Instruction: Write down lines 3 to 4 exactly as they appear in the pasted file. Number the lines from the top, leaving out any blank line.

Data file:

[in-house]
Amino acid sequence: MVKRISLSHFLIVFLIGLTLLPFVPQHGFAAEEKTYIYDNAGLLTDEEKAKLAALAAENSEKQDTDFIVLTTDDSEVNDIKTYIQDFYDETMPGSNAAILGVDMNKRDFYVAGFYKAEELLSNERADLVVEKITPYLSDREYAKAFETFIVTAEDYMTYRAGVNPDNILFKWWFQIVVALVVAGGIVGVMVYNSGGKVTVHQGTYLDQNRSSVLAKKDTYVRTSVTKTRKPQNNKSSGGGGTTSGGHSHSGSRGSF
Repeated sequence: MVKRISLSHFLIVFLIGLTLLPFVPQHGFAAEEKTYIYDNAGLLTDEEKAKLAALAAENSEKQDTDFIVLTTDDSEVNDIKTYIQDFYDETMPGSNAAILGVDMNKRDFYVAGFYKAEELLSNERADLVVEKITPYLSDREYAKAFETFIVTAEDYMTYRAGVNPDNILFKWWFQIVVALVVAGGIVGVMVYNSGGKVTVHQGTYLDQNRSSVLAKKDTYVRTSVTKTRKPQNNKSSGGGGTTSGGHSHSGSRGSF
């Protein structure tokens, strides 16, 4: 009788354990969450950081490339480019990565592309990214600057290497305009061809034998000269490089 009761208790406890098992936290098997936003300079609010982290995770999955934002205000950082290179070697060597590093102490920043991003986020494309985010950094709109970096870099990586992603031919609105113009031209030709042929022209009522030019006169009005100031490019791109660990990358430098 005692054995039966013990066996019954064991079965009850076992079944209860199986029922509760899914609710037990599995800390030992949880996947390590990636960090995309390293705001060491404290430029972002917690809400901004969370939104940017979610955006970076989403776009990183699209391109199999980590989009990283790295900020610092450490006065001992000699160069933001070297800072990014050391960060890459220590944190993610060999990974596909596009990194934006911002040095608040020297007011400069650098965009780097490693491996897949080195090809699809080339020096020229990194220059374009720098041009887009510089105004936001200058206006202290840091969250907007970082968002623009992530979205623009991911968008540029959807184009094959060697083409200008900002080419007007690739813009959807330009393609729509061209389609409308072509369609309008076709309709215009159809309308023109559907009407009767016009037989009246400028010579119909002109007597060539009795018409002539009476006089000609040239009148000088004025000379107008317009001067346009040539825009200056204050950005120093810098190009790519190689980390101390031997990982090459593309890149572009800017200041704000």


Repeated sequence: MVKRISLSHFLIVFLIGLTLLPFVPQHGFAAEEKTYIYDNAGLLTDEEKAKLAALAAENSEKQDTDFIVLTTDDSEVNDIKTYIQDFYDETMPGSNAAILGVDMNKRDFYVAGFYKAEELLSNERADLVVEKITPYLSDREYAKAFETFIVTAEDYMTYRAGVNPDNILFKWWFQIVVALVVAGGIVGVMVYNSGGKVTVHQGTYLDQNRSSVLAKKDTYVRTSVTKTRKPQNNKSSGGGGTTSGGHSHSGSRGSF
């Protein structure tokens, strides 16, 4: 009788354990969450950081490339480019990565592309990214600057290497305009061809034998000269490089 009761208790406890098992936290098997936003300079609010982290995770999955934002205000950082290179070697060597590093102490920043991003986020494309985010950094709109970096870099990586992603031919609105113009031209030709042929022209009522030019006169009005100031490019791109660990990358430098 005692054995039966013990066996019954064991079965009850076992079944209860199986029922509760899914609710037990599995800390030992949880996947390590990636960090995309390293705001060491404290430029972002917690809400901004969370939104940017979610955006970076989403776009990183699209391109199999980590989009990283790295900020610092450490006065001992000699160069933001070297800072990014050391960060890459220590944190993610060999990974596909596009990194934006911002040095608040020297007011400069650098965009780097490693491996897949080195090809699809080339020096020229990194220059374009720098041009887009510089105004936001200058206006202290840091969250907007970082968002623009992530979205623009991911968008540029959807184009094959060697083409200008900002080419007007690739813009959807330009393609729509061209389609409308072509369609309008076709309709215009159809309308023109559907009407009767016009037989009246400028010579119909002109007597060539009795018409002539009476006089000609040239009148000088004025000379107008317009001067346009040539825009200056204050950005120093810098190009790519190689980390101390031997990982090459593309890149572009800017200041704000």